CES: Now the dust has settled, was it worth it?

Highs and lows of the industry's biggest cross-tech show

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The dust has settled after the tech industry's big week – the international CES in Las Vegas. And now that the UK tech press has made its weary way back, it's time to reflect.

The overall feeling from the show organisers seems to be one of official defiance – not only of the economic situation, but also falling attendee numbers; 110,000, down 40,000 from two years ago.

That's to be expected given the current financial turmoil, and there wasn't a single major press conference or keynote that didn't mention the tough times.

Keynote disappointments

Even ignoring the obligatory 'difficult climate' spiel, the main keynotes were disappointing. Steve Ballmer's Microsoft event didn't excite, but at least he actually announced something in the form of the Windows 7 beta (if you didn't know about it already).

Sony's keynote, while full of quips and Tom Hanks, was a masterpiece in how to gloss over the fact you haven't really got anything to show. The bendy OLED was cool, but it was so tiny that it didn't really give us anything to really drool over.

However, if you looked hard for it, there was some excitement to be found out on the show floor. And in terms of product announcements, it was actually better than last year. Palm's Pre caught the enthusiasm of the tech press at a show not famed for mobile announcements – next month's Mobile World Congress in Barcelona is the traditional hotbed for that.

3D and Pre

So, while the Pre probably won't usurp the iPhone, its inclusion of Wi-Fi means it's already stepped over the BlackBerry Storm, in our opinion. The new OS looks exciting and means that, with the launch of the N97, it's Microsoft who is really starting to fall behind in terms of a next-gen smartphone.

HTC is doing its best for Windows Mobile by overlaying TouchFLO 3D, but it doesn't mask Windows Mobile's inadequacies.

CES was the first time we'd got properly hands-on with the N97, but while it looks very good, it's always going to be held back by Series 60, an OS that Nokia itself considers in need of a revamp.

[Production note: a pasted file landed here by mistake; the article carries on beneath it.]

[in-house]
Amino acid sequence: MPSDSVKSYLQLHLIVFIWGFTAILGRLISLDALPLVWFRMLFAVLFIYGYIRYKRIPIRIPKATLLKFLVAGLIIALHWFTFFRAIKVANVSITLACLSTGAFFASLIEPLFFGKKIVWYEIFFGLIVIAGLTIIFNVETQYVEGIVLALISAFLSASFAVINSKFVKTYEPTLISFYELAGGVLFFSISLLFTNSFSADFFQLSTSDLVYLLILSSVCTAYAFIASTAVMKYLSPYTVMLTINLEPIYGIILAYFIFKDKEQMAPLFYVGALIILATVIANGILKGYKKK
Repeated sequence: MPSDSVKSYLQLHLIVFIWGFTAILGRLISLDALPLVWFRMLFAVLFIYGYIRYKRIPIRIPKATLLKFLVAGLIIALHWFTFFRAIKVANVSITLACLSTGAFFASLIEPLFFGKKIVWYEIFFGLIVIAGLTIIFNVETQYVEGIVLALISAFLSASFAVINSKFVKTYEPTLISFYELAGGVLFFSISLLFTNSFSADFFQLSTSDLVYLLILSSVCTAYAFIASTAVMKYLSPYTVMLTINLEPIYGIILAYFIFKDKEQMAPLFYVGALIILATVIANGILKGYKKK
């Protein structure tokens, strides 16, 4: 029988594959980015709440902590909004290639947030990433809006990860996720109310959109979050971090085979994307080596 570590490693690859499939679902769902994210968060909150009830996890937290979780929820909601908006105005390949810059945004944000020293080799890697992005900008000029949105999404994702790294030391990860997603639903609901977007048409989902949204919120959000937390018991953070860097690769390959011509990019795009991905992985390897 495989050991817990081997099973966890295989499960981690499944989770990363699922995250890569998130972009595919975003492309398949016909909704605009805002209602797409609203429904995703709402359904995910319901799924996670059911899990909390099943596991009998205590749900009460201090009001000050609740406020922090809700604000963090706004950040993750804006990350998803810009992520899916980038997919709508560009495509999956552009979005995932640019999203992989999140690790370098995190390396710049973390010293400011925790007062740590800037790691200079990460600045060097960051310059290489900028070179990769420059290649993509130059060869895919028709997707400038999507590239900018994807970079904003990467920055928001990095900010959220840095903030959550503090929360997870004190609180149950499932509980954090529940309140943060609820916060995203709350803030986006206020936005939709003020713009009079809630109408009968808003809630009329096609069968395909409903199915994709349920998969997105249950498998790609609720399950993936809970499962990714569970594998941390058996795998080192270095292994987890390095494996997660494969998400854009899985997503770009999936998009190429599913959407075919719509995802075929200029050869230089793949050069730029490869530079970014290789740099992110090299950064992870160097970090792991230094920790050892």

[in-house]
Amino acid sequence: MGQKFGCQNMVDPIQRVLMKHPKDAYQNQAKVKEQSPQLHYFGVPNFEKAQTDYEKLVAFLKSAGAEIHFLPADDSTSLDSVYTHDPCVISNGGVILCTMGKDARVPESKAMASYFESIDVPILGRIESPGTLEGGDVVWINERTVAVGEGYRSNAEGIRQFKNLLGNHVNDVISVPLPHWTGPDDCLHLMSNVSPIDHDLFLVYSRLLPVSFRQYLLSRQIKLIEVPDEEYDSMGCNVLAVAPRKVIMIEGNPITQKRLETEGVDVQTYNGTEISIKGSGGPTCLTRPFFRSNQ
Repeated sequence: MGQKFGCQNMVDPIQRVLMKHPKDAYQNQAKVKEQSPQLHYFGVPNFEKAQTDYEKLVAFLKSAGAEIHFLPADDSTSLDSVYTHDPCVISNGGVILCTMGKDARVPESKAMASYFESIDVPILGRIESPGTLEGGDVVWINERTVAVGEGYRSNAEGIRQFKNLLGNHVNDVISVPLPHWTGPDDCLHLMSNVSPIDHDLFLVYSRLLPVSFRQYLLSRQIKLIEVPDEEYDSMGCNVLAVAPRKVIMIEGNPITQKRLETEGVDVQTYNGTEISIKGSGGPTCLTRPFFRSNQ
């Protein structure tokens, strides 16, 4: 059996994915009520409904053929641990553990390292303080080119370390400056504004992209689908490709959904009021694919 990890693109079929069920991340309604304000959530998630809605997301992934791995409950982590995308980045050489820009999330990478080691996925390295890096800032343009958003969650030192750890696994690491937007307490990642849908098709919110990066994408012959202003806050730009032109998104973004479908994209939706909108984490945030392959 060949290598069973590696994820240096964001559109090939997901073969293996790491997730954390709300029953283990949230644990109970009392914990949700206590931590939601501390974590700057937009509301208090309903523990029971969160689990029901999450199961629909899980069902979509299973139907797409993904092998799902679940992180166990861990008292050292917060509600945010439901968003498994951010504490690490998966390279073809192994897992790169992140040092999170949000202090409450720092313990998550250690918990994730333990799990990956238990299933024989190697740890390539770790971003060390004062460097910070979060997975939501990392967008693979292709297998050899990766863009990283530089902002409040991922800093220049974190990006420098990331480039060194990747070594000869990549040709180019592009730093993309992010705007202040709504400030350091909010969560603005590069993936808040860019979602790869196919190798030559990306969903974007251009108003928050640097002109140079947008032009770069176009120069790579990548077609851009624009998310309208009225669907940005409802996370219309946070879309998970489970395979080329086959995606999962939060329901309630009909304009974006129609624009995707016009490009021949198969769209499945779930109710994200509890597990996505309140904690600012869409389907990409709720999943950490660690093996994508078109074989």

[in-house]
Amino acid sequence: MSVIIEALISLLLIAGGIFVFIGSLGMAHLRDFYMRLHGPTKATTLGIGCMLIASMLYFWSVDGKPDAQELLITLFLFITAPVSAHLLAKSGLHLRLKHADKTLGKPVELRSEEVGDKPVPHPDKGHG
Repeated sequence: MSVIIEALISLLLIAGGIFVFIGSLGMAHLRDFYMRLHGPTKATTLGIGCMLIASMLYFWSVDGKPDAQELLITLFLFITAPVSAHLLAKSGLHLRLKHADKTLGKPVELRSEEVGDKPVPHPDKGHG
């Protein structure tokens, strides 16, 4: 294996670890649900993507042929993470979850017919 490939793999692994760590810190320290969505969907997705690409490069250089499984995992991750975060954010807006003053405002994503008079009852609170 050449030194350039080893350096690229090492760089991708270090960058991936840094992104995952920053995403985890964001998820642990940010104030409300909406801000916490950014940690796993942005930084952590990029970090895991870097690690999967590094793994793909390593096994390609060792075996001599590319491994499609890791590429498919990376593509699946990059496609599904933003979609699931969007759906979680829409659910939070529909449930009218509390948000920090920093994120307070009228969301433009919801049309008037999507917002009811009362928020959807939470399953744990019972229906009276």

3D caught the imagination and, while we're still not convinced by the idea of it for television viewing (there's something too 'fifties does noughties' about it), the possibilities in terms of gaming are extremely interesting. Nvidia showed off GeForce 3D Vision, while there were also 3D PlayStation 3 demos at the show.

Where were the OLEDs?

Elsewhere, the Blu-ray Disc Association and Samsung decided to move with the times and, instead of denouncing downloads, went with the line that the two could coexist. Samsung's top bods went a stage further and said that if downloads were becoming successful, it would look to provide a Blu-ray box with internal storage.

One thing we didn't see too much of was OLED; surprising because the pre-show hype led us to expect that OLED TVs you could actually buy would have at least some presence at CES 2009. However, Sharp, a supposed OLED advocate, completely harpooned the tech when CEO and Chairman Doug Koshima said "While Sharp has been exploring OLED, we have always maintained that LCD remains the best technology for consumers today and in the future."

Samsung and Sony just had prototypes, even if the former had a cool translucent OLED display. Once again, blame rising development costs. Companies such as Samsung have also invested billions in LED manufacturing plants, too.

Time to banish Macworld

So was it any cop? CES is still the biggest cross-tech show out there with 2,700 exhibitors. And it still provides the biggest glimpse into the next 12 months in tech. Our own feeling was that this show was better than the last due to some decent products being announced rather than another predictable rash of LCD TVs.

Now that Macworld has lost Apple, an even bigger spotlight will be on next year's show to deliver some great announcements.

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Now read Hands on: Palm Pre smartphone review

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